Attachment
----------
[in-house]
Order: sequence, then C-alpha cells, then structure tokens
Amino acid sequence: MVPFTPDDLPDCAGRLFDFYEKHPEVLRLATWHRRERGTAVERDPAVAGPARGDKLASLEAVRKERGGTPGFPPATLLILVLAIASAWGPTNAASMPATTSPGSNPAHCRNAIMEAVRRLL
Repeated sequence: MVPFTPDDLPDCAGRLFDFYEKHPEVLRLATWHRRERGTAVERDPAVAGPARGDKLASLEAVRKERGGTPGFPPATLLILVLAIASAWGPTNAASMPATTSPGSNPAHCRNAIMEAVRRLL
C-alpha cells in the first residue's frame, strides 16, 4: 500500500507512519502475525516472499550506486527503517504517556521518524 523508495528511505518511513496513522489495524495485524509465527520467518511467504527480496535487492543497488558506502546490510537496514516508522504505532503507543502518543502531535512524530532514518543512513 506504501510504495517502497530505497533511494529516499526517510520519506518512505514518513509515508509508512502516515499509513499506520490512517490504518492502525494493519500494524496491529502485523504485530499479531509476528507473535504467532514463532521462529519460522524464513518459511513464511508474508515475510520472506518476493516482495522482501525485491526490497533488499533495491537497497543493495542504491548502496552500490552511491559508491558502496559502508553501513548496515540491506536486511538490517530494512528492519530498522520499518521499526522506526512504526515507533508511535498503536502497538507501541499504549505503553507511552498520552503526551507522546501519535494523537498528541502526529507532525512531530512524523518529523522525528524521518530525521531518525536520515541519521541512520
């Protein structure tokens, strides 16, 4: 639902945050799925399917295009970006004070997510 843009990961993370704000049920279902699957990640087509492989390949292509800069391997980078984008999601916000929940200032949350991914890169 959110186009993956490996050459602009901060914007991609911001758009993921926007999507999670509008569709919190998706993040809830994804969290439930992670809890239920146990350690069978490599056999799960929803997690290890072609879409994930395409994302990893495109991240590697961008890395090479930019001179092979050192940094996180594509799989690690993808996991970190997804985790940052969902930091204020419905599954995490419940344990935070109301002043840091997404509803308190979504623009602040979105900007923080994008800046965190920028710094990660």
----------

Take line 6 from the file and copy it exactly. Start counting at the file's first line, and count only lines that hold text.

């Protein structure tokens, strides 16, 4: 639902945050799925399917295009970006004070997510 843009990961993370704000049920279902699957990640087509492989390949292509800069391997980078984008999601916000929940200032949350991914890169 959110186009993956490996050459602009901060914007991609911001758009993921926007999507999670509008569709919190998706993040809830994804969290439930992670809890239920146990350690069978490599056999799960929803997690290890072609879409994930395409994302990893495109991240590697961008890395090479930019001179092979050192940094996180594509799989690690993808996991970190997804985790940052969902930091204020419905599954995490419940344990935070109301002043840091997404509803308190979504623009602040979105900007923080994008800046965190920028710094990660």